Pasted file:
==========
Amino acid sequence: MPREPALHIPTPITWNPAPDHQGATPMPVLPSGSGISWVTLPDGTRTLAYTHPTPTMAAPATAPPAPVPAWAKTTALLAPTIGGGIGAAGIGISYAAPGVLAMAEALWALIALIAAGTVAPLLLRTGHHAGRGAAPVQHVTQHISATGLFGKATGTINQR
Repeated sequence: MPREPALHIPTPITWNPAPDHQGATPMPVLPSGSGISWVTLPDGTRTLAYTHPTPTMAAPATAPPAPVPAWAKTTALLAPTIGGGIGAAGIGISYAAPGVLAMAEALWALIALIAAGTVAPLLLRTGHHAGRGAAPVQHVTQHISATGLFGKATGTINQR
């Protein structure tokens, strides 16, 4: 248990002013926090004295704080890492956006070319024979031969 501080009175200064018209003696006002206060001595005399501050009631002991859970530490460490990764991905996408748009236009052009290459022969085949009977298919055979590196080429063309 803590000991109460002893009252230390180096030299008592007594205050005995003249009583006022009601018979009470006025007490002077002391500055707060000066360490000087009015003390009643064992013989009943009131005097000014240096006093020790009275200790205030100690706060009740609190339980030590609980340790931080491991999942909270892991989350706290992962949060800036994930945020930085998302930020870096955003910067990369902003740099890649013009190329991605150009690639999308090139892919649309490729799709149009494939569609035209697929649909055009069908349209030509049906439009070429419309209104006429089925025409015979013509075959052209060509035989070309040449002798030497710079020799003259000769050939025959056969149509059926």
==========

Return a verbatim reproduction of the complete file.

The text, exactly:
Amino acid sequence: MPREPALHIPTPITWNPAPDHQGATPMPVLPSGSGISWVTLPDGTRTLAYTHPTPTMAAPATAPPAPVPAWAKTTALLAPTIGGGIGAAGIGISYAAPGVLAMAEALWALIALIAAGTVAPLLLRTGHHAGRGAAPVQHVTQHISATGLFGKATGTINQR
Repeated sequence: MPREPALHIPTPITWNPAPDHQGATPMPVLPSGSGISWVTLPDGTRTLAYTHPTPTMAAPATAPPAPVPAWAKTTALLAPTIGGGIGAAGIGISYAAPGVLAMAEALWALIALIAAGTVAPLLLRTGHHAGRGAAPVQHVTQHISATGLFGKATGTINQR
């Protein structure tokens, strides 16, 4: 248990002013926090004295704080890492956006070319024979031969 501080009175200064018209003696006002206060001595005399501050009631002991859970530490460490990764991905996408748009236009052009290459022969085949009977298919055979590196080429063309 803590000991109460002893009252230390180096030299008592007594205050005995003249009583006022009601018979009470006025007490002077002391500055707060000066360490000087009015003390009643064992013989009943009131005097000014240096006093020790009275200790205030100690706060009740609190339980030590609980340790931080491991999942909270892991989350706290992962949060800036994930945020930085998302930020870096955003910067990369902003740099890649013009190329991605150009690639999308090139892919649309490729799709149009494939569609035209697929649909055009069908349209030509049906439009070429419309209104006429089925025409015979013509075959052209060509035989070309040449002798030497710079020799003259000769050939025959056969149509059926």